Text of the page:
The fact that this test is conceptually circular is fairly obvious. Answers are not compared to the emotion the depicted person described themselves as feeling or even to some claim about emotions derived from brain-activity readings, but to what a neurotypical reference population usually answered, which was designated the correct answer. Further, modern research indicates that cues in tone of voice, body language, parts of the face other than eyes, and movements that cannot be captured in still (let alone grayscale!) photographs are vital to the reading of emotions. Cutting off so much of how humans read emotions is all by itself enough to render the test into a nonsensical exercise in how well people guess how other people are using very limited information, but it gets worse. The people depicted are actors instructed to demonstrate various emotions. As we all know, actors vary in their skill at realistically portraying various emotional states, particularly in the finer points of facial expression, particularly if it’s their lines and body language carrying that particular weight rather than their faces, and it’s decidedly unlikely that Baron-Cohen solicited the cream of the crop for his eye photos.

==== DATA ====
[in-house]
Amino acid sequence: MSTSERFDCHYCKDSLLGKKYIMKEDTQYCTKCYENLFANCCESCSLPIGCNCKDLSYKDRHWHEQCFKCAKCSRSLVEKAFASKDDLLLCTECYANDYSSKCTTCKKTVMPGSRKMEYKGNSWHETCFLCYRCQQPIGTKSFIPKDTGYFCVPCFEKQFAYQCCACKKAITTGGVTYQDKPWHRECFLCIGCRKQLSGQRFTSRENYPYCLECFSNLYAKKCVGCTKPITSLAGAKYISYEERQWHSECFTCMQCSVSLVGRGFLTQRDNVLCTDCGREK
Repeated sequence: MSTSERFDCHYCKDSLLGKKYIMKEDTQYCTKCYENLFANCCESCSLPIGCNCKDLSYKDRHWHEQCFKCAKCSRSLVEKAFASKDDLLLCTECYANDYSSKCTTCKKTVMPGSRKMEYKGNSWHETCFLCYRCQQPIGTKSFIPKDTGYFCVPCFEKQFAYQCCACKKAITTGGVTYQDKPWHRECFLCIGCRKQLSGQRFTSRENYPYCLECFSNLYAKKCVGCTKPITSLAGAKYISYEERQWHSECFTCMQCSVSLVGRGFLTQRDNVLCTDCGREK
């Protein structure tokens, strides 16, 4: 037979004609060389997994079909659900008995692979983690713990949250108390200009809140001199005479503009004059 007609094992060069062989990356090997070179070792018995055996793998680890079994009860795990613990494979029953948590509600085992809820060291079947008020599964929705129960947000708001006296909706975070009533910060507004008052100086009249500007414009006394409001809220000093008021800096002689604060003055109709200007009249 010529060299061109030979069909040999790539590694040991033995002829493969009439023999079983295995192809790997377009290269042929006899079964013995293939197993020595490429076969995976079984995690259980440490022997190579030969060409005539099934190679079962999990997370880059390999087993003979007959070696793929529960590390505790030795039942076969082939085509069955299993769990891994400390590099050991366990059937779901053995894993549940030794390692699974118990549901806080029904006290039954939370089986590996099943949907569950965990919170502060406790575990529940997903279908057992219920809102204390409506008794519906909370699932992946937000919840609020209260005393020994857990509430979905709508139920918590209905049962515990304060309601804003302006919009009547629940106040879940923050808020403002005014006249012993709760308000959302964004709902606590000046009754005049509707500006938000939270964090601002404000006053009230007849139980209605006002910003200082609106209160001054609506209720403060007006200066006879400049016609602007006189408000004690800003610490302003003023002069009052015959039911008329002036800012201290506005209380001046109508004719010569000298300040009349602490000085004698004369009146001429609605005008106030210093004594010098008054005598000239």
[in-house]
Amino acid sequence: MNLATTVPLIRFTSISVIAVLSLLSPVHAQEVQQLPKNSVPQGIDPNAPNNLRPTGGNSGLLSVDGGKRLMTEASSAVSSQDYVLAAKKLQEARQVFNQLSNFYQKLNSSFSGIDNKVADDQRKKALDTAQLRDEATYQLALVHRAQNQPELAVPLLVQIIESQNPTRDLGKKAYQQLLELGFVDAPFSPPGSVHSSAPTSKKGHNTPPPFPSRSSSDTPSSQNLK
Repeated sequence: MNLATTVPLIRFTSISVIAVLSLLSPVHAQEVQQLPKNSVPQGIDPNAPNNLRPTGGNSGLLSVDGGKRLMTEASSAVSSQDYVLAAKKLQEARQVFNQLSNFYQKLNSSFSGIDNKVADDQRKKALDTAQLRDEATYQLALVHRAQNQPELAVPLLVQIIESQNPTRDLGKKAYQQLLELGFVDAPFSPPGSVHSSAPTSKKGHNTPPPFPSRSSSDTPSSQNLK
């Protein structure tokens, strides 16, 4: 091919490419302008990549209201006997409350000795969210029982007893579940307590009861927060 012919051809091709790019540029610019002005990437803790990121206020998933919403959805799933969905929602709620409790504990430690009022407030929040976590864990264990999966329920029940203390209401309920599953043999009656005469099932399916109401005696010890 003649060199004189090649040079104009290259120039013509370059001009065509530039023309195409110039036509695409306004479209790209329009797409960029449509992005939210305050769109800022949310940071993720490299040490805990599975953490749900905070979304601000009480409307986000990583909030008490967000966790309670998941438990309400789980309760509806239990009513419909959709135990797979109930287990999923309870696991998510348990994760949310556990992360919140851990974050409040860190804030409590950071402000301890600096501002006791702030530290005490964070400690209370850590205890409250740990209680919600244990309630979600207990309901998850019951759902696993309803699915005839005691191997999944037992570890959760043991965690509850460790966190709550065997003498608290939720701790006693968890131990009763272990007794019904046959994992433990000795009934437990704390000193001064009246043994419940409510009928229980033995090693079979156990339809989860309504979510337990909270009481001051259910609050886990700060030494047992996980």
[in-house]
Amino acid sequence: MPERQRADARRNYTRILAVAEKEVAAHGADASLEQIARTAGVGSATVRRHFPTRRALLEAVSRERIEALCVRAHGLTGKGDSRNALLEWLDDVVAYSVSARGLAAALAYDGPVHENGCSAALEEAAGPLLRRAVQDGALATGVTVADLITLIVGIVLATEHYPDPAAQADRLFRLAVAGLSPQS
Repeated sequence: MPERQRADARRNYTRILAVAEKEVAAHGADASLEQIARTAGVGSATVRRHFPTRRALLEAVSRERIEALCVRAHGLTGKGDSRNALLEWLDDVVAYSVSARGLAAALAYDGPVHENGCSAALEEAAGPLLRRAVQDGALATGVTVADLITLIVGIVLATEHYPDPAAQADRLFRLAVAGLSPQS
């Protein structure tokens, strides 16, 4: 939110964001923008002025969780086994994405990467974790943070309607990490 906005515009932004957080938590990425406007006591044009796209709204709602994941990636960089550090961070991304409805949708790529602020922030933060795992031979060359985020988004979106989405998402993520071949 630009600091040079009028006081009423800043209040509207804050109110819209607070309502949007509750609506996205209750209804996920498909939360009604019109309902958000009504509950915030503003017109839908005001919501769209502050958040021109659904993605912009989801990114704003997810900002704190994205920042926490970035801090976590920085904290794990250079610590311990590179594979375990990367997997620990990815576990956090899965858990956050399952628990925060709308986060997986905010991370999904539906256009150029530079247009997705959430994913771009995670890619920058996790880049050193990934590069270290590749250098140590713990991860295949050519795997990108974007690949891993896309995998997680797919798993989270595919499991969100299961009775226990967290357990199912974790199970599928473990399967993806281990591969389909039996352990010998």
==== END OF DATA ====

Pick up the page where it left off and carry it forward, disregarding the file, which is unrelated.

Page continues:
So this test, far from being a quick way to verify someone’s “emotional intelligence,” was designed to diagnose autism by a ludicrous hack and actually is little more than a guessing game about how Baron-Cohen’s sample group played the odds. This test has served to deny autistic people emotional depth and ability to empathize. It has been used to deny accommodation and treatment. It has been used to justify abusive protocols that take as a premise that people like me are less than human and cannot be trusted to advocate for ourselves. It has been used to encourage the general public to think of people like me as confused, robotic, straw-Vulcan interlopers rather than as actual people, on the basis of science that does not hold up to any scrutiny whatsoever.